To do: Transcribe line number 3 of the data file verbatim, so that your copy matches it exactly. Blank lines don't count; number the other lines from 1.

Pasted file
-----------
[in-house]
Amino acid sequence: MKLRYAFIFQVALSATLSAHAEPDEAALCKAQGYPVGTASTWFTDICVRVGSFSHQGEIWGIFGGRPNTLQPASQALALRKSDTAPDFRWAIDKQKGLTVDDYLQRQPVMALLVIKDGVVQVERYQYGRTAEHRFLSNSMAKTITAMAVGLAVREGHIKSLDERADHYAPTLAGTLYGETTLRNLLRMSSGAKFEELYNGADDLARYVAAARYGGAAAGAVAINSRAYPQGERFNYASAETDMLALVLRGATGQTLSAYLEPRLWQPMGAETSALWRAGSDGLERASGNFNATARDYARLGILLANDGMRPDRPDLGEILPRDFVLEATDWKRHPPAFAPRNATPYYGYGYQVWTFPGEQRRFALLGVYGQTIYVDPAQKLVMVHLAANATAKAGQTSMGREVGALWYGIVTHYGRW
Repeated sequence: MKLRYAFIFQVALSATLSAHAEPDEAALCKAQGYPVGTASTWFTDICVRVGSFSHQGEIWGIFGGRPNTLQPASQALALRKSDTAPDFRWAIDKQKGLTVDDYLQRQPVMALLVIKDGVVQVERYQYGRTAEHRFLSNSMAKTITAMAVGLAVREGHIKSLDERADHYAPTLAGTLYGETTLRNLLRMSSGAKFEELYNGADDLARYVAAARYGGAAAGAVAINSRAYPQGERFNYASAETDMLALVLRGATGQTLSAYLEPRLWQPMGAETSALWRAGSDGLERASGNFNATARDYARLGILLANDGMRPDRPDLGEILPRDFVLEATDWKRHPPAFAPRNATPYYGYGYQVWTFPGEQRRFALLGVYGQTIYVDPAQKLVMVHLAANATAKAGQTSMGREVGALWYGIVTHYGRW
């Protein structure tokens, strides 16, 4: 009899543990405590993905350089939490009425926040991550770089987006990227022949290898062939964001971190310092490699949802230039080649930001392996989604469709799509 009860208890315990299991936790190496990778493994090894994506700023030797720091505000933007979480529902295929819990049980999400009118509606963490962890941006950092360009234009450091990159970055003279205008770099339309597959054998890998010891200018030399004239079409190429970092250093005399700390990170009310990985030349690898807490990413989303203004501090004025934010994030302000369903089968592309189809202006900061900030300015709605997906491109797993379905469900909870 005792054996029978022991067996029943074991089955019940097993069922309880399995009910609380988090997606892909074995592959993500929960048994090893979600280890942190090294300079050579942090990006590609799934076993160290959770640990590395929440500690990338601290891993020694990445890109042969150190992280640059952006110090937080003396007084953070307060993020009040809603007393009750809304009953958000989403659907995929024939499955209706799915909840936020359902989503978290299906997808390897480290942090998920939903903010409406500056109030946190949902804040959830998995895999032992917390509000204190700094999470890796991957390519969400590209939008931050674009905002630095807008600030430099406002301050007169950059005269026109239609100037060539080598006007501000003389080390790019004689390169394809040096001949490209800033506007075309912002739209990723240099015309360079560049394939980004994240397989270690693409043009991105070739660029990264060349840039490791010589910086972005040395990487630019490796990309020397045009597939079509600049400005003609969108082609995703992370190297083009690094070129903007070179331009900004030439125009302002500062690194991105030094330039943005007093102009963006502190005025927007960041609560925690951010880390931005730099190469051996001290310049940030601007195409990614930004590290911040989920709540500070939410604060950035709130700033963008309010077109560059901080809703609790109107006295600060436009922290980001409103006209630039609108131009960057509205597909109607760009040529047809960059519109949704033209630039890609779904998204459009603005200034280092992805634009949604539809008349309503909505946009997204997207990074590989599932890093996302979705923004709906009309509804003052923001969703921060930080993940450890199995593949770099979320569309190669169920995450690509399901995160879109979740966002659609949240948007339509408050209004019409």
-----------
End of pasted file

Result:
Repeated sequence: MKLRYAFIFQVALSATLSAHAEPDEAALCKAQGYPVGTASTWFTDICVRVGSFSHQGEIWGIFGGRPNTLQPASQALALRKSDTAPDFRWAIDKQKGLTVDDYLQRQPVMALLVIKDGVVQVERYQYGRTAEHRFLSNSMAKTITAMAVGLAVREGHIKSLDERADHYAPTLAGTLYGETTLRNLLRMSSGAKFEELYNGADDLARYVAAARYGGAAAGAVAINSRAYPQGERFNYASAETDMLALVLRGATGQTLSAYLEPRLWQPMGAETSALWRAGSDGLERASGNFNATARDYARLGILLANDGMRPDRPDLGEILPRDFVLEATDWKRHPPAFAPRNATPYYGYGYQVWTFPGEQRRFALLGVYGQTIYVDPAQKLVMVHLAANATAKAGQTSMGREVGALWYGIVTHYGRW